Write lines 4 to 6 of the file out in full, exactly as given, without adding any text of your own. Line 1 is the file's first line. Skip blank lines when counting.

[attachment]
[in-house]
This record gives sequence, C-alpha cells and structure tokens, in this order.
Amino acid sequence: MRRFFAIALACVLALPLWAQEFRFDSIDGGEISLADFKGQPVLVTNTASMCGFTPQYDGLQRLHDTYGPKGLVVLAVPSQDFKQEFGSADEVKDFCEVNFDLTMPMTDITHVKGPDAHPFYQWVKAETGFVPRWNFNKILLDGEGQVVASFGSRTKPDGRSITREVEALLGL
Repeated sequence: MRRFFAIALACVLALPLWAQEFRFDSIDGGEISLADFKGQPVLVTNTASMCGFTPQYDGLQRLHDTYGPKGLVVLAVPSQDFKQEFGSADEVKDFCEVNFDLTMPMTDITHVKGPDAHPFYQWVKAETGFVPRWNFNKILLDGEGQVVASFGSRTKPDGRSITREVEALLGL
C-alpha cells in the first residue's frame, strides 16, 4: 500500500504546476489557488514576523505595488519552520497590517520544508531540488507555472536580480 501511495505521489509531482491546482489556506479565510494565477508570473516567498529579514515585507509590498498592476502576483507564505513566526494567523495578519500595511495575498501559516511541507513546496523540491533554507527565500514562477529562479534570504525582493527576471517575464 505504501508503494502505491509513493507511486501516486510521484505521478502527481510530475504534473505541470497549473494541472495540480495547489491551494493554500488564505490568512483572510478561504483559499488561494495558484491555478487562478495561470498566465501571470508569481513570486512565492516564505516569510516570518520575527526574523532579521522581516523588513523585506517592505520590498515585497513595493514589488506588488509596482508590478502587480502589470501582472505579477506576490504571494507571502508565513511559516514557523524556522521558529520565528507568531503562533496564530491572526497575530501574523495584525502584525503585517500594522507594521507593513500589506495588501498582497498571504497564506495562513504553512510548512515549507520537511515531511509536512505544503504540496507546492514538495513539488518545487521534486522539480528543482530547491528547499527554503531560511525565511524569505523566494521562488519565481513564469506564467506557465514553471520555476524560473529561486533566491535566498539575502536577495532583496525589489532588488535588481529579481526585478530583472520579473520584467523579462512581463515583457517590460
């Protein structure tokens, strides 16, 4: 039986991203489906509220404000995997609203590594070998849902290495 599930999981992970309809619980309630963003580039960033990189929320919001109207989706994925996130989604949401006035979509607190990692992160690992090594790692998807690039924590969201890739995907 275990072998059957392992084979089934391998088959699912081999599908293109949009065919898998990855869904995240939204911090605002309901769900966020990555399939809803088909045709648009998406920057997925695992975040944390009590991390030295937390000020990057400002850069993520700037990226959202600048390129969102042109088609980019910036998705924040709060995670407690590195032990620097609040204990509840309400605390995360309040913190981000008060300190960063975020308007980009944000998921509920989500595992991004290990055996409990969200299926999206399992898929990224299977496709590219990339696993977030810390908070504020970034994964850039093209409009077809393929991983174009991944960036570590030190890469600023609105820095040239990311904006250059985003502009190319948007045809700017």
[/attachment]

Repeated sequence: MRRFFAIALACVLALPLWAQEFRFDSIDGGEISLADFKGQPVLVTNTASMCGFTPQYDGLQRLHDTYGPKGLVVLAVPSQDFKQEFGSADEVKDFCEVNFDLTMPMTDITHVKGPDAHPFYQWVKAETGFVPRWNFNKILLDGEGQVVASFGSRTKPDGRSITREVEALLGL
C-alpha cells in the first residue's frame, strides 16, 4: 500500500504546476489557488514576523505595488519552520497590517520544508531540488507555472536580480 501511495505521489509531482491546482489556506479565510494565477508570473516567498529579514515585507509590498498592476502576483507564505513566526494567523495578519500595511495575498501559516511541507513546496523540491533554507527565500514562477529562479534570504525582493527576471517575464 505504501508503494502505491509513493507511486501516486510521484505521478502527481510530475504534473505541470497549473494541472495540480495547489491551494493554500488564505490568512483572510478561504483559499488561494495558484491555478487562478495561470498566465501571470508569481513570486512565492516564505516569510516570518520575527526574523532579521522581516523588513523585506517592505520590498515585497513595493514589488506588488509596482508590478502587480502589470501582472505579477506576490504571494507571502508565513511559516514557523524556522521558529520565528507568531503562533496564530491572526497575530501574523495584525502584525503585517500594522507594521507593513500589506495588501498582497498571504497564506495562513504553512510548512515549507520537511515531511509536512505544503504540496507546492514538495513539488518545487521534486522539480528543482530547491528547499527554503531560511525565511524569505523566494521562488519565481513564469506564467506557465514553471520555476524560473529561486533566491535566498539575502536577495532583496525589489532588488535588481529579481526585478530583472520579473520584467523579462512581463515583457517590460
């Protein structure tokens, strides 16, 4: 039986991203489906509220404000995997609203590594070998849902290495 599930999981992970309809619980309630963003580039960033990189929320919001109207989706994925996130989604949401006035979509607190990692992160690992090594790692998807690039924590969201890739995907 275990072998059957392992084979089934391998088959699912081999599908293109949009065919898998990855869904995240939204911090605002309901769900966020990555399939809803088909045709648009998406920057997925695992975040944390009590991390030295937390000020990057400002850069993520700037990226959202600048390129969102042109088609980019910036998705924040709060995670407690590195032990620097609040204990509840309400605390995360309040913190981000008060300190960063975020308007980009944000998921509920989500595992991004290990055996409990969200299926999206399992898929990224299977496709590219990339696993977030810390908070504020970034994964850039093209409009077809393929991983174009991944960036570590030190890469600023609105820095040239990311904006250059985003502009190319948007045809700017």